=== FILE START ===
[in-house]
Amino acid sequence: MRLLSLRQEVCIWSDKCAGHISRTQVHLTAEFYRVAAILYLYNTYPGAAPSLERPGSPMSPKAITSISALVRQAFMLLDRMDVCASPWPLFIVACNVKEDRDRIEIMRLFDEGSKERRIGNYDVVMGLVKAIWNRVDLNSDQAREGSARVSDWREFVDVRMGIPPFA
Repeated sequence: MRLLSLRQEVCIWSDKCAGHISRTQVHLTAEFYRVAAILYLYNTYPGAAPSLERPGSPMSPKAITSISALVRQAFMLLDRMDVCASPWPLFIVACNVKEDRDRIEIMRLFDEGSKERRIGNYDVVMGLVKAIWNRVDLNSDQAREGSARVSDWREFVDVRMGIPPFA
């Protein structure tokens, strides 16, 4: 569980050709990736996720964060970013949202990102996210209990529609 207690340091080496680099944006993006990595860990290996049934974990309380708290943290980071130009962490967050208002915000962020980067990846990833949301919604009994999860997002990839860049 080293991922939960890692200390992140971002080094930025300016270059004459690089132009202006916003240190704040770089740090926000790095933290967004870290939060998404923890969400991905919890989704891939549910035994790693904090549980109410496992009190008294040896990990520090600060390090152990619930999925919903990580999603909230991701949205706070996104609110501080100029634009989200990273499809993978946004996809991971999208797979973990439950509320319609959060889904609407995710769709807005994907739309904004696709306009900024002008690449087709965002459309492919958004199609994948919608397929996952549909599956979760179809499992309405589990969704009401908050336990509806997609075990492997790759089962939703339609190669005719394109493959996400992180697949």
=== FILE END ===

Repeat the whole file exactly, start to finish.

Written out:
[in-house]
Amino acid sequence: MRLLSLRQEVCIWSDKCAGHISRTQVHLTAEFYRVAAILYLYNTYPGAAPSLERPGSPMSPKAITSISALVRQAFMLLDRMDVCASPWPLFIVACNVKEDRDRIEIMRLFDEGSKERRIGNYDVVMGLVKAIWNRVDLNSDQAREGSARVSDWREFVDVRMGIPPFA
Repeated sequence: MRLLSLRQEVCIWSDKCAGHISRTQVHLTAEFYRVAAILYLYNTYPGAAPSLERPGSPMSPKAITSISALVRQAFMLLDRMDVCASPWPLFIVACNVKEDRDRIEIMRLFDEGSKERRIGNYDVVMGLVKAIWNRVDLNSDQAREGSARVSDWREFVDVRMGIPPFA
């Protein structure tokens, strides 16, 4: 569980050709990736996720964060970013949202990102996210209990529609 207690340091080496680099944006993006990595860990290996049934974990309380708290943290980071130009962490967050208002915000962020980067990846990833949301919604009994999860997002990839860049 080293991922939960890692200390992140971002080094930025300016270059004459690089132009202006916003240190704040770089740090926000790095933290967004870290939060998404923890969400991905919890989704891939549910035994790693904090549980109410496992009190008294040896990990520090600060390090152990619930999925919903990580999603909230991701949205706070996104609110501080100029634009989200990273499809993978946004996809991971999208797979973990439950509320319609959060889904609407995710769709807005994907739309904004696709306009900024002008690449087709965002459309492919958004199609994948919608397929996952549909599956979760179809499992309405589990969704009401908050336990509806997609075990492997790759089962939703339609190669005719394109493959996400992180697949």